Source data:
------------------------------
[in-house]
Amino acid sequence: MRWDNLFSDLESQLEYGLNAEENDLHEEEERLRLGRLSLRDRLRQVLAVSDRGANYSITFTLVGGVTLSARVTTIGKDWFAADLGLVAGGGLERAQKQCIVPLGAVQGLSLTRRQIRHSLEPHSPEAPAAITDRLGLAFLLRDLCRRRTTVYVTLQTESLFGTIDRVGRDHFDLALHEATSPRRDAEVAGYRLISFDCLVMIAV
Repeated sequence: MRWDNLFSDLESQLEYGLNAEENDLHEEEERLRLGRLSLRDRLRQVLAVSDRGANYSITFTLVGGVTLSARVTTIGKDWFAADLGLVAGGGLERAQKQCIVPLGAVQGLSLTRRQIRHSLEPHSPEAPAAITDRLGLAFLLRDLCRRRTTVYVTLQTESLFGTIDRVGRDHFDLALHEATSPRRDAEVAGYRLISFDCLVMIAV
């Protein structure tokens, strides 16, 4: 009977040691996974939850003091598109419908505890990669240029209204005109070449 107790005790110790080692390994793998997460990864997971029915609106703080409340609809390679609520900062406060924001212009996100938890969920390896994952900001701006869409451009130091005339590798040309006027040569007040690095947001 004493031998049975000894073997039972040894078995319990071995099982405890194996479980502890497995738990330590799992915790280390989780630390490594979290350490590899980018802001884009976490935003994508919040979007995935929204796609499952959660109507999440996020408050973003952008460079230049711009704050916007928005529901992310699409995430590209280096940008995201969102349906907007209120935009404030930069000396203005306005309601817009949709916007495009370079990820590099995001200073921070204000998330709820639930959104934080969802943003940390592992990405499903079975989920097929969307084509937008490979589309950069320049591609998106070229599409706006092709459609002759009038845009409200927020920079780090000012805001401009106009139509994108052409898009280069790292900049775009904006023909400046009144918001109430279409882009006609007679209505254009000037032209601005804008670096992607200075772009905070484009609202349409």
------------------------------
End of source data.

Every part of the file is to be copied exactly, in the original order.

[in-house]
Amino acid sequence: MRWDNLFSDLESQLEYGLNAEENDLHEEEERLRLGRLSLRDRLRQVLAVSDRGANYSITFTLVGGVTLSARVTTIGKDWFAADLGLVAGGGLERAQKQCIVPLGAVQGLSLTRRQIRHSLEPHSPEAPAAITDRLGLAFLLRDLCRRRTTVYVTLQTESLFGTIDRVGRDHFDLALHEATSPRRDAEVAGYRLISFDCLVMIAV
Repeated sequence: MRWDNLFSDLESQLEYGLNAEENDLHEEEERLRLGRLSLRDRLRQVLAVSDRGANYSITFTLVGGVTLSARVTTIGKDWFAADLGLVAGGGLERAQKQCIVPLGAVQGLSLTRRQIRHSLEPHSPEAPAAITDRLGLAFLLRDLCRRRTTVYVTLQTESLFGTIDRVGRDHFDLALHEATSPRRDAEVAGYRLISFDCLVMIAV
């Protein structure tokens, strides 16, 4: 009977040691996974939850003091598109419908505890990669240029209204005109070449 107790005790110790080692390994793998997460990864997971029915609106703080409340609809390679609520900062406060924001212009996100938890969920390896994952900001701006869409451009130091005339590798040309006027040569007040690095947001 004493031998049975000894073997039972040894078995319990071995099982405890194996479980502890497995738990330590799992915790280390989780630390490594979290350490590899980018802001884009976490935003994508919040979007995935929204796609499952959660109507999440996020408050973003952008460079230049711009704050916007928005529901992310699409995430590209280096940008995201969102349906907007209120935009404030930069000396203005306005309601817009949709916007495009370079990820590099995001200073921070204000998330709820639930959104934080969802943003940390592992990405499903079975989920097929969307084509937008490979589309950069320049591609998106070229599409706006092709459609002759009038845009409200927020920079780090000012805001401009106009139509994108052409898009280069790292900049775009904006023909400046009144918001109430279409882009006609007679209505254009000037032209601005804008670096992607200075772009905070484009609202349409």